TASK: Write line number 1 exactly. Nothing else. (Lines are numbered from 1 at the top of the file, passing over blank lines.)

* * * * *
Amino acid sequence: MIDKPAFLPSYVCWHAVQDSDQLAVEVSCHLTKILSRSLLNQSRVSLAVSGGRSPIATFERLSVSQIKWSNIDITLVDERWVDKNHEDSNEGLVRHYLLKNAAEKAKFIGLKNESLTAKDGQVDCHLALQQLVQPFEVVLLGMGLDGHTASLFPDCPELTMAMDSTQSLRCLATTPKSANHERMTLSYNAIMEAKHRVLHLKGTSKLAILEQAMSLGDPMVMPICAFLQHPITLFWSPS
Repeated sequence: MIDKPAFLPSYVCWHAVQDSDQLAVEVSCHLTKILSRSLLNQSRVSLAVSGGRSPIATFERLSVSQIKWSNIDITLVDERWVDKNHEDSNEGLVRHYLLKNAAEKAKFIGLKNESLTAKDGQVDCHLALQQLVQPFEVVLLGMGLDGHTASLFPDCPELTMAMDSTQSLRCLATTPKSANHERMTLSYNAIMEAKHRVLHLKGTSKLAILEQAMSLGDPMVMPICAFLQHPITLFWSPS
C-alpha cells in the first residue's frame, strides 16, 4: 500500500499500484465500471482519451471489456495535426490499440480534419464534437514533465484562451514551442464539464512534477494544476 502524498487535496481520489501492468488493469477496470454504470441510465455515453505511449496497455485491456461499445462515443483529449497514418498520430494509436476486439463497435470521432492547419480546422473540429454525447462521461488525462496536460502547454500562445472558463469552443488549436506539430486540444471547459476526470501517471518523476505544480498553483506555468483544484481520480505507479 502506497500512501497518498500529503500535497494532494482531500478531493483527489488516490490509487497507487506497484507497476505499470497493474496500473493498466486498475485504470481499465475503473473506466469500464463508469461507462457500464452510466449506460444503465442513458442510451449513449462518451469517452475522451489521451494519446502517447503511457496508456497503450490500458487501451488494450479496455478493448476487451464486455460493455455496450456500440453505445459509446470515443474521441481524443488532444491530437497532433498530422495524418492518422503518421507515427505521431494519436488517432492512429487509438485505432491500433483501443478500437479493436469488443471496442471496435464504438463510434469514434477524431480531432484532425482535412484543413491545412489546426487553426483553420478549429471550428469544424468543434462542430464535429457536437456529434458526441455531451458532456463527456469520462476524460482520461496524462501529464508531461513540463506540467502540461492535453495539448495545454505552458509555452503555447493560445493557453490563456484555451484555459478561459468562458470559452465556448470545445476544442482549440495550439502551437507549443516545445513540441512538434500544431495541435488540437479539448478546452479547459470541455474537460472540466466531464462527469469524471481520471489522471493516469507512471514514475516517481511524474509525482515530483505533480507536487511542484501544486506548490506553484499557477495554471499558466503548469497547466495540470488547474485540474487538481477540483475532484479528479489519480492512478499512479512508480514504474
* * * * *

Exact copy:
Amino acid sequence: MIDKPAFLPSYVCWHAVQDSDQLAVEVSCHLTKILSRSLLNQSRVSLAVSGGRSPIATFERLSVSQIKWSNIDITLVDERWVDKNHEDSNEGLVRHYLLKNAAEKAKFIGLKNESLTAKDGQVDCHLALQQLVQPFEVVLLGMGLDGHTASLFPDCPELTMAMDSTQSLRCLATTPKSANHERMTLSYNAIMEAKHRVLHLKGTSKLAILEQAMSLGDPMVMPICAFLQHPITLFWSPS